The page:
Innovation needs an opportunity. We need to adopt a very open-minded, out-of-the-box general approach to notice or find these opportunities – and the developer has to be on board for it.
It does not necessarily mean extra budget or extended design phase, it just means a bit of risk-taking when trying something that has not been tried many times before. We have a good mental library of new international approaches, trends, materials, systems, etc., collected from conferences, companies, research labs, and our own work, waiting for the right project opportunity.
However, not every building needs innovation or offers the opportunity of innovation, and this should be clarified at the beginning before any design has been proposed.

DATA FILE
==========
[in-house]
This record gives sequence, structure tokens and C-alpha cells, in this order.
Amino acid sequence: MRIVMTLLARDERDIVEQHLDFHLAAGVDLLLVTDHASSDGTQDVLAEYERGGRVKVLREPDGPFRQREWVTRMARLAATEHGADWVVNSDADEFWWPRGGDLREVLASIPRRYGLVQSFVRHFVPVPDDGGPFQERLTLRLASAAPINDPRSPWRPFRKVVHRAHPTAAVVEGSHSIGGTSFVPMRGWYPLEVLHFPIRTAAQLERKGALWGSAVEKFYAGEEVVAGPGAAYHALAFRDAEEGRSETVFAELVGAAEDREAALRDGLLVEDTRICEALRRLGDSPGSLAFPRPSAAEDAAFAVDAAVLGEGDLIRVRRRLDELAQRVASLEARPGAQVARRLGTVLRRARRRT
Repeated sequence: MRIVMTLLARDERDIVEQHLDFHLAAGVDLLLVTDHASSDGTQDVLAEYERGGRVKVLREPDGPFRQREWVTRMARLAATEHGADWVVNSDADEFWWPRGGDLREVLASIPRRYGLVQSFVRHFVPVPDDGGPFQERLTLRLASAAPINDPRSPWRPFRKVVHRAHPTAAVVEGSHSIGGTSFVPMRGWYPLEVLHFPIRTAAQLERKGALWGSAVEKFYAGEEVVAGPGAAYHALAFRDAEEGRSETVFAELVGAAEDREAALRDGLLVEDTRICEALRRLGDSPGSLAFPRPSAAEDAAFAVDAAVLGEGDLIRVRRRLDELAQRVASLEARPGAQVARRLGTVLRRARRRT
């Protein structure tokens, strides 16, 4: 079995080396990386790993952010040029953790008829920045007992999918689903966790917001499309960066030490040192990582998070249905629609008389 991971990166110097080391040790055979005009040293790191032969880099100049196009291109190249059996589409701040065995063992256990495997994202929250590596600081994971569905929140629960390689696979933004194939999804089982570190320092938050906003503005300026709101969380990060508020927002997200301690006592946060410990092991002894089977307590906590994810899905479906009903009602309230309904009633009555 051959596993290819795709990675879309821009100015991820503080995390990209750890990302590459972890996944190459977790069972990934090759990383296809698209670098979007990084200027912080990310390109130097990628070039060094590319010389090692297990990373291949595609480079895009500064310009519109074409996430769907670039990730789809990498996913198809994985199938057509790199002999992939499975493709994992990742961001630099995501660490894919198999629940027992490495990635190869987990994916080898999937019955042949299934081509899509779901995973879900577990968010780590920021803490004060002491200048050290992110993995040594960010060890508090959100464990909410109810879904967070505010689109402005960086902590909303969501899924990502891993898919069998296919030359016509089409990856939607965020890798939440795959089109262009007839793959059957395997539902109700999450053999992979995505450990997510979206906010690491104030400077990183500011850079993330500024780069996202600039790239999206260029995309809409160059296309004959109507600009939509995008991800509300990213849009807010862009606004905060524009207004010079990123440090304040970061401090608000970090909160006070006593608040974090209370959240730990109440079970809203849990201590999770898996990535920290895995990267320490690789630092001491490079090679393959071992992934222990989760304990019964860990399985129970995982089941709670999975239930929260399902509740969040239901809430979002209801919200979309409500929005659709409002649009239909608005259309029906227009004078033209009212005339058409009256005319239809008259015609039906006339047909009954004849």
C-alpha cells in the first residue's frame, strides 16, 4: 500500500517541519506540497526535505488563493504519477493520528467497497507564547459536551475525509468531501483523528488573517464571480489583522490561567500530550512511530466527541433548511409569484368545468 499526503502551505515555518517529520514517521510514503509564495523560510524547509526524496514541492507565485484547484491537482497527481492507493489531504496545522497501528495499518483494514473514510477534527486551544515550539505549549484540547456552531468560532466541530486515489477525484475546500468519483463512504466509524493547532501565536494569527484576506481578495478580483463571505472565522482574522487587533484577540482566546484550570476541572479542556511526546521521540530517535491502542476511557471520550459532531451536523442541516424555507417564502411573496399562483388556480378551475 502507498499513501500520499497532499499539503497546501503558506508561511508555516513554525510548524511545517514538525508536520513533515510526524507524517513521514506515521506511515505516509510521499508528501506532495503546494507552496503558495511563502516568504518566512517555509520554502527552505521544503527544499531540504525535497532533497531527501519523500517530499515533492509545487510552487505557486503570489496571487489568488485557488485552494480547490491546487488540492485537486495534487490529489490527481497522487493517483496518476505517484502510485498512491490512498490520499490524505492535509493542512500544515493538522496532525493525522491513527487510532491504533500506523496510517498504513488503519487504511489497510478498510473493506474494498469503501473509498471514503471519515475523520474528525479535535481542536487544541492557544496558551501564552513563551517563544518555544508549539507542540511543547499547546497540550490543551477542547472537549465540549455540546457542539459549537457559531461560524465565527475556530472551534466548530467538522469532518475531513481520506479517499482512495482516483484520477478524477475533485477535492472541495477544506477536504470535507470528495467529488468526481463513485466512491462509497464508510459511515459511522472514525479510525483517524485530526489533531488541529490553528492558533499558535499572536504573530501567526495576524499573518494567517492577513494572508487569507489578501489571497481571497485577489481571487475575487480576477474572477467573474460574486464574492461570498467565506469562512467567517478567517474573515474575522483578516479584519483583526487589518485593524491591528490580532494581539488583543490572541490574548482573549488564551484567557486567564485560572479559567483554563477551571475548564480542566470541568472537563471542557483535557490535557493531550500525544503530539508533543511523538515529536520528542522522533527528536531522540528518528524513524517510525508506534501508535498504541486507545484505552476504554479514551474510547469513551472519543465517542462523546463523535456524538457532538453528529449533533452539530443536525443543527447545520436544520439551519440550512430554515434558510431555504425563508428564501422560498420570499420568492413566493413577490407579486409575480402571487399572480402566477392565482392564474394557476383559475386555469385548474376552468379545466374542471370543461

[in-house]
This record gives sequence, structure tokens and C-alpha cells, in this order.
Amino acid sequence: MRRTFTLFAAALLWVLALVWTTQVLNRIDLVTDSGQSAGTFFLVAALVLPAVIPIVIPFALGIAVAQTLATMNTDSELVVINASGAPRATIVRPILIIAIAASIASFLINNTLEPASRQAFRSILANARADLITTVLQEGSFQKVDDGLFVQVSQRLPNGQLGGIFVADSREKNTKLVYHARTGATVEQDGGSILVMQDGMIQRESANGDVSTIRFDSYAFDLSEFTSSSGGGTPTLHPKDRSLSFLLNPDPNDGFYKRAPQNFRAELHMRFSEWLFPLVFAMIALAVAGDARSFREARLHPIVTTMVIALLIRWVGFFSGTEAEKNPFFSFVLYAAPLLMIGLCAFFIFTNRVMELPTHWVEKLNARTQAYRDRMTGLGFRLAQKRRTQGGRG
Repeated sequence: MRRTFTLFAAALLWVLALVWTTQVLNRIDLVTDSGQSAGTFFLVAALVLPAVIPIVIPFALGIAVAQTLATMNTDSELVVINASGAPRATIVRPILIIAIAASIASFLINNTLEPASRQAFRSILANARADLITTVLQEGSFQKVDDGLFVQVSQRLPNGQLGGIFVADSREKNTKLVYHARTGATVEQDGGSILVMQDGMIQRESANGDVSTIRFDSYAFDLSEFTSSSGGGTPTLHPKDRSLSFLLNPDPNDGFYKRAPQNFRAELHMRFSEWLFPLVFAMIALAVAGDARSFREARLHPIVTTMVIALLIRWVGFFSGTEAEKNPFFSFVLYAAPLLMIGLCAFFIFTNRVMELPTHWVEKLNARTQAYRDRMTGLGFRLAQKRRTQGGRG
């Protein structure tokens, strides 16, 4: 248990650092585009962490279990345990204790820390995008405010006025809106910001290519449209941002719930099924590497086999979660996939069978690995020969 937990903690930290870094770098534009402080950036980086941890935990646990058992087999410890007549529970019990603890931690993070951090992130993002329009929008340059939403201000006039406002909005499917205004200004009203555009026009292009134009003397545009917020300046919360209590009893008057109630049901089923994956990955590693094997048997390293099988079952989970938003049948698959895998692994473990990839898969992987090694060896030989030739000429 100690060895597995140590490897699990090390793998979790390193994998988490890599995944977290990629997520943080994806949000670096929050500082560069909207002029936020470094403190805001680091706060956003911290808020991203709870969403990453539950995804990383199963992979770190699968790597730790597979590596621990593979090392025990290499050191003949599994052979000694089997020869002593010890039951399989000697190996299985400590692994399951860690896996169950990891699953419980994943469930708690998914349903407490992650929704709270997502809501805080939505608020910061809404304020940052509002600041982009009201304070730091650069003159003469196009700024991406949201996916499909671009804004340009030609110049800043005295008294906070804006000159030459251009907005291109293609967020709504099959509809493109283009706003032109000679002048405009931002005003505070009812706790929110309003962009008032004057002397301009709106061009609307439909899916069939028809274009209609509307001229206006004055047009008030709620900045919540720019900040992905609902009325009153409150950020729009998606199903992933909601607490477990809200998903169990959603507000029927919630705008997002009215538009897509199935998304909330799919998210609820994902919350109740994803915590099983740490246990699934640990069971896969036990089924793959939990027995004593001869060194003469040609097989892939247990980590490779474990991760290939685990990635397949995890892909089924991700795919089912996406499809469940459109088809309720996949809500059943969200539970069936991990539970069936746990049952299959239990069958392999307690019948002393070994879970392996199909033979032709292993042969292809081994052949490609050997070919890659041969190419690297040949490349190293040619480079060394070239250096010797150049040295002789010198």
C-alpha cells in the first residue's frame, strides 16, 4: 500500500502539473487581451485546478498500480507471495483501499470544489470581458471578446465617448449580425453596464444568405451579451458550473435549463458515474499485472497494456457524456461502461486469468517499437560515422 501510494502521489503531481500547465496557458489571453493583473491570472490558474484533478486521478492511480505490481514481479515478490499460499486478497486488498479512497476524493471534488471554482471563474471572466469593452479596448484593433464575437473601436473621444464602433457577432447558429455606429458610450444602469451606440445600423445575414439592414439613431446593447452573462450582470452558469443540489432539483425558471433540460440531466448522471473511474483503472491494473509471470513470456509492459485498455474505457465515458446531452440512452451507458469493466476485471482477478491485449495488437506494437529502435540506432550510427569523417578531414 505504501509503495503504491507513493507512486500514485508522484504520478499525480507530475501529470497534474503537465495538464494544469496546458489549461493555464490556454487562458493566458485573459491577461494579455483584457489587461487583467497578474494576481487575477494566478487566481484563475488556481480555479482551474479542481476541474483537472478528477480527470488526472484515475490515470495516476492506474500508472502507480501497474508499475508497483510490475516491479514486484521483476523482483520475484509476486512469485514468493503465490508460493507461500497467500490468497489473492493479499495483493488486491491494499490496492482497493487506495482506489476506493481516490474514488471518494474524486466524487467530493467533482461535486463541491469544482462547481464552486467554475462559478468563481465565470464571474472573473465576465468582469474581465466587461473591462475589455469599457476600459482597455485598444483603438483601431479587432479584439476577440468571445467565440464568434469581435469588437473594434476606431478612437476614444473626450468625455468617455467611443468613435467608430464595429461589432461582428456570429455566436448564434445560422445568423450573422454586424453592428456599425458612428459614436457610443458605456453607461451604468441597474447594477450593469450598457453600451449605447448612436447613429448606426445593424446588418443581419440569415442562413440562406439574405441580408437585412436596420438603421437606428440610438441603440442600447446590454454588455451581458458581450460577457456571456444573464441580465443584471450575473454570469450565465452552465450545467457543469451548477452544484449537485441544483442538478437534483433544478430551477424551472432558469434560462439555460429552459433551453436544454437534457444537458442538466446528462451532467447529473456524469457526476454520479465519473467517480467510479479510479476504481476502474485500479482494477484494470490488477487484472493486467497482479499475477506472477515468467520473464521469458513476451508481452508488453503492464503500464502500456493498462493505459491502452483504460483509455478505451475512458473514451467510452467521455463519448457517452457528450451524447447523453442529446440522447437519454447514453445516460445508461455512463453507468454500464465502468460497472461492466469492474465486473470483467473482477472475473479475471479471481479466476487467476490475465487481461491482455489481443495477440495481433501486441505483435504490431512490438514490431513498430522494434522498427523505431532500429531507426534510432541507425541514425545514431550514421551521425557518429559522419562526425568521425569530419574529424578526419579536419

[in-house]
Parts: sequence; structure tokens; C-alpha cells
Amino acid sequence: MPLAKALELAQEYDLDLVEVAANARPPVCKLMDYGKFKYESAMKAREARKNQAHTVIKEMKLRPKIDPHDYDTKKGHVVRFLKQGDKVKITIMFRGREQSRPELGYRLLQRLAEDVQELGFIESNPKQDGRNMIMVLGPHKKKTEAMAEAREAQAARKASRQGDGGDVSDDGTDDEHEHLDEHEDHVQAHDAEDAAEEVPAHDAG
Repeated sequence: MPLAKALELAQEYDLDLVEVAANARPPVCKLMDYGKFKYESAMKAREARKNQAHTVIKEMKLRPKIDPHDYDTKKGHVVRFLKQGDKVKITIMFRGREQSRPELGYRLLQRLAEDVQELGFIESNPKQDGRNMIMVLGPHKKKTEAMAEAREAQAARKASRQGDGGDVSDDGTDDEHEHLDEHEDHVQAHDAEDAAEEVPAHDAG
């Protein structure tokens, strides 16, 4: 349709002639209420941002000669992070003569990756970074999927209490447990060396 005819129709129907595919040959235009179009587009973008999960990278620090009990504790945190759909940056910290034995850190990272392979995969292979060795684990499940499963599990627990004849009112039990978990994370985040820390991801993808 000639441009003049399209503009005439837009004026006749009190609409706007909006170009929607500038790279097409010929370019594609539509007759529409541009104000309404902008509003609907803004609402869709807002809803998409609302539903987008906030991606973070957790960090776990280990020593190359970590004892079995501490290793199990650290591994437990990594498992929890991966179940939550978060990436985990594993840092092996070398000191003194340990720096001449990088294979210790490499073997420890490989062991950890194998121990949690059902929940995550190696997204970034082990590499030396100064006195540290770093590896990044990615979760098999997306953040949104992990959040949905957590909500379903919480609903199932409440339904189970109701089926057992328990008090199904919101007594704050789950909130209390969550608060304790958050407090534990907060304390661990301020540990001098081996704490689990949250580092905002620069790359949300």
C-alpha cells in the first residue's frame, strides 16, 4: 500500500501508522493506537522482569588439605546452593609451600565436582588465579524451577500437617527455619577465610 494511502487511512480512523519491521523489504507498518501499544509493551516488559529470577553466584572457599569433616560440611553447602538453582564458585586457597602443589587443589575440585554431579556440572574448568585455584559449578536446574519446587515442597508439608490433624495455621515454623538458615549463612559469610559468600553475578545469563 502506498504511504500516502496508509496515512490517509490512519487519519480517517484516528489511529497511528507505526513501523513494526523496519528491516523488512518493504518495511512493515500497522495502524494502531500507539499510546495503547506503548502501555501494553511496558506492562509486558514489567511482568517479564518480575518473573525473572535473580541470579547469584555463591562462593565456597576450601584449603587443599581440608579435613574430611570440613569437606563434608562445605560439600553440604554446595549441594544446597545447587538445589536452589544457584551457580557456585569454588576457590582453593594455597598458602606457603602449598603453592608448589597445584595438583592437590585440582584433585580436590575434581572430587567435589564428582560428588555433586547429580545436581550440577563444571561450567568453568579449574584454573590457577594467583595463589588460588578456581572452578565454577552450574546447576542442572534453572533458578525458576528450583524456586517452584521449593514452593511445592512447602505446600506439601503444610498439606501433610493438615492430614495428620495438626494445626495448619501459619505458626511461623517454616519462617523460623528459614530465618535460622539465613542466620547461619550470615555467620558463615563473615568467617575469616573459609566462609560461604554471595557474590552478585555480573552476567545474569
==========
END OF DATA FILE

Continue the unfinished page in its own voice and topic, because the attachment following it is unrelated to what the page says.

A clear brief and mutual understanding, and alignment of client interest with design direction are critical for the success of any project. Good architecture and good engineering is not defined by its level of innovation or fanciness, but rather whether it is meeting the client’s aim in an optimal way.
We have seen designs departing from strictly uniform, repetitive units towards unique shaped elements. We also have noticed a varied level awareness of the life cycle maintenance cost and value of reputation cost. Certain aspects cannot be rectified later, for example, the sound insulation properties of fixed glazed façades cannot be improved without replacing the glazing with thicker insulated glazing units. Other aspects may only be improved at a larger cost, for example rectifying careless installation of waterproofing. It is easier to get these things correct during construction than to deal with the potential ongoing maintenance and reputation loss later.